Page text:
YOU ARE HERE: LAT HomeCollections

Destination: Pennsylvania : The Allegheny Alternative : In a state where most people think only of Philadelphia or Amish Country, the scenic forests of northwestern Pennsylvania are their own best advertisement


RIDGWAY, Pa. — A crimson sun, barely topping the forested ridges of the Allegheny Mountains of northwestern Pennsylvania, slipped slowly into twilight, and the only sound was a breeze teasing the branches of the trees. In the waning light, a small crowd of spectators stood on a steep hillside hoping to catch a glimpse of the herd of wild elk that inhabit this remote corner of the state. With the luck that frequently rewards persevering sightseers, they weren't disappointed.

In a most theatrical way, the herd suddenly crested a nearby hilltop and paused briefly to survey the surroundings. And then, led by a large buck with a massive rack of antlers, it stampeded down a long, grass-covered slope, darting this way and that in full view of cameras and binoculars.

In no more than a minute or two, the show was over. Almost as one, the elk suddenly veered away from us toward a lush meadow in the valley far below, and there they came to a stop. Nibbling at the grass, they soon ambled out of sight as darkness fell.

Seeing wildlife in action in its natural habitat is always stirring, and my evening's outing was a reminder that there is still lots of wilderness and wildlife not far from the big cities.

One such spot centers on the Allegheny National Forest, a 512,000-acre expanse of mountainous woodlands that encompasses the Allegheny Reservoir,a slender, 27-mile-long man-made lake behind Kinzua Dam. Miles of hiking trails--including 87 miles of the North Country National Scenic Trail--and countless fishing streams trace the cool green forest, and the beach-fringed reservoir is a pleasant place for swimming, boating and other water sports. Bordering the forest are several large state parks (in both Pennsylvania and New York), each of them providing more outdoor fun and quite lovely mountain and river valley vistas. By local account, the fall foliage blazes in brilliant reds, oranges and yellows from about mid-September to late October.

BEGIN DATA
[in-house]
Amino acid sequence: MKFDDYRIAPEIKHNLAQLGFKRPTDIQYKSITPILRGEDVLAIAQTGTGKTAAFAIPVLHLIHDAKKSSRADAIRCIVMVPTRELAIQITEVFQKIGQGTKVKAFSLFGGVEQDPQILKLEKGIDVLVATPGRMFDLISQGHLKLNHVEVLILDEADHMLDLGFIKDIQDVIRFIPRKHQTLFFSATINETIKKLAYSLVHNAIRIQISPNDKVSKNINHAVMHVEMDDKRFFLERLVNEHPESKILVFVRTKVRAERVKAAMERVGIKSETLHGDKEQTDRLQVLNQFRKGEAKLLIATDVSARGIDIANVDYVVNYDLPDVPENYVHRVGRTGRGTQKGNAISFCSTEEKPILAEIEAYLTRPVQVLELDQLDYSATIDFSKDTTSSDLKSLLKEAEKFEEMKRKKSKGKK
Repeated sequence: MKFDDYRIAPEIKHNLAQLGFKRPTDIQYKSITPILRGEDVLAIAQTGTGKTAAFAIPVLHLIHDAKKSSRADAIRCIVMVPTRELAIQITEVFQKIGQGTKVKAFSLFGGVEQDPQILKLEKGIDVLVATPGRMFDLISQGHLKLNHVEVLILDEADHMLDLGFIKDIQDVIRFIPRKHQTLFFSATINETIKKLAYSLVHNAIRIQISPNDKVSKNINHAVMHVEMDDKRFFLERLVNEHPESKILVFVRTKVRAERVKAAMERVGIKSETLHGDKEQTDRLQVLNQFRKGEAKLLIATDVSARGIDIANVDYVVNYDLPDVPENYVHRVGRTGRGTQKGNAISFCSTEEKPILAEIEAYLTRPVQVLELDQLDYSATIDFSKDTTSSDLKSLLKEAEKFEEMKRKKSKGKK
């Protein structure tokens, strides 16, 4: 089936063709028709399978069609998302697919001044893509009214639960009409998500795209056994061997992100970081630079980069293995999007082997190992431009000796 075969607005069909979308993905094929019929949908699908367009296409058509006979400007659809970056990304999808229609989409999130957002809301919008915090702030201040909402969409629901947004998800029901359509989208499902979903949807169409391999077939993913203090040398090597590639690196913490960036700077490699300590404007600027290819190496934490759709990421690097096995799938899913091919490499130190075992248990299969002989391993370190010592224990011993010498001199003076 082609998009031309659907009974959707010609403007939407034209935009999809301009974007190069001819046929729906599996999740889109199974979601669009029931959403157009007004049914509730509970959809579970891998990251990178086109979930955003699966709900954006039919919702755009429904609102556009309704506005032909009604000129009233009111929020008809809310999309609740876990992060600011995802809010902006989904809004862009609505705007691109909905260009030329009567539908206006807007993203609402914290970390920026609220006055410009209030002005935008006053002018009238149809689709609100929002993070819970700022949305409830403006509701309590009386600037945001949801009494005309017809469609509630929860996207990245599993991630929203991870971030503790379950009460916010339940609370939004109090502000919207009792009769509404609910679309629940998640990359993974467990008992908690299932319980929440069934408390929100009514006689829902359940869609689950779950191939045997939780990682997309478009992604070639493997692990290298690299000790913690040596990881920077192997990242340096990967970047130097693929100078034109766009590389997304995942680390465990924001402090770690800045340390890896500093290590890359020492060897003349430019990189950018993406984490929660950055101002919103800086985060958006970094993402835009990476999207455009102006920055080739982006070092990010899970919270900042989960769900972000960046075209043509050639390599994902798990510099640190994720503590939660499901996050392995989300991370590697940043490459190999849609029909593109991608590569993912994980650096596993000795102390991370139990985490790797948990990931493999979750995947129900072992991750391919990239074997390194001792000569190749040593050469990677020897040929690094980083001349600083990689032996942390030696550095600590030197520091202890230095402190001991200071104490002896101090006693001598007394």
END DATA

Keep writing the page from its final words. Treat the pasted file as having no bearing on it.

I made my way to the region for a few days late last summer, although I had been intrigued for a long time by the huge green splash on the state map representing the Allegheny, Pennsylvania's only national forest. My trip proved to be a quiet, pleasantly relaxing and very inexpensive getaway.

Because I planned to spend only a few days, I hadn't equipped myself for camping or for long-distance hikes--the attraction for many visitors. Instead, I stayed in a very comfortable, $45-a-night bed and breakfastinn, the Faircroft, in the little town of Ridgway on the edge of the forest.

By day, I roamed the forest and its neighboring parks by car and by foot, enjoying a series of short hikes, a couple of which led to especially scenic viewpoints.

Despite the many areas of real beauty in these mountains, it must be noted that there is a certain hardscrabble look to the region, particularly in its scattering of small manufacturing towns and hamlets--several of which look as if they have scarcely changed in decades.

A small folksy town with an ornate old courthouse on Main Street, Ridgway sits at the southeastern edge of the Allegheny National Forest. I made it my jumping-off point for two full-day excursions into the woodlands, exploring the northern area of the forest and its environs on one day and the southern half on the next.

Allegheny hardwoods--such as black cherry, yellow poplar and white ash--are the most valuable and prevalent species of trees in the forest, I learned from literature distributed at the U.S. Forest Service's District Ranger Station in Ridgway, just a mile or two up the road from my inn. The black cherry timber in particular is prized by European furniture makers for use in quality crafts work, and Louisville Slugger baseball bats are cut from the local white ash. Lumber trucks crowding the main roads through the forest are a continuing reminder of the local logging industry.

The ranger station also is a good source for forest maps and recreational information, and I gathered up a handful of hiking and sightseeing leaflets to plan my first day. Dotted throughout the forest are more than 20 woodland recreation areas, many of them built by the Civilian Conservation Corps in the 1930s, and here I found some of the most scenic spots in the region. Most offer camping facilities, hiking trails and fishing streams, and at a handful there is good swimming in a stream, pond or lake.

Los Angeles Times Articles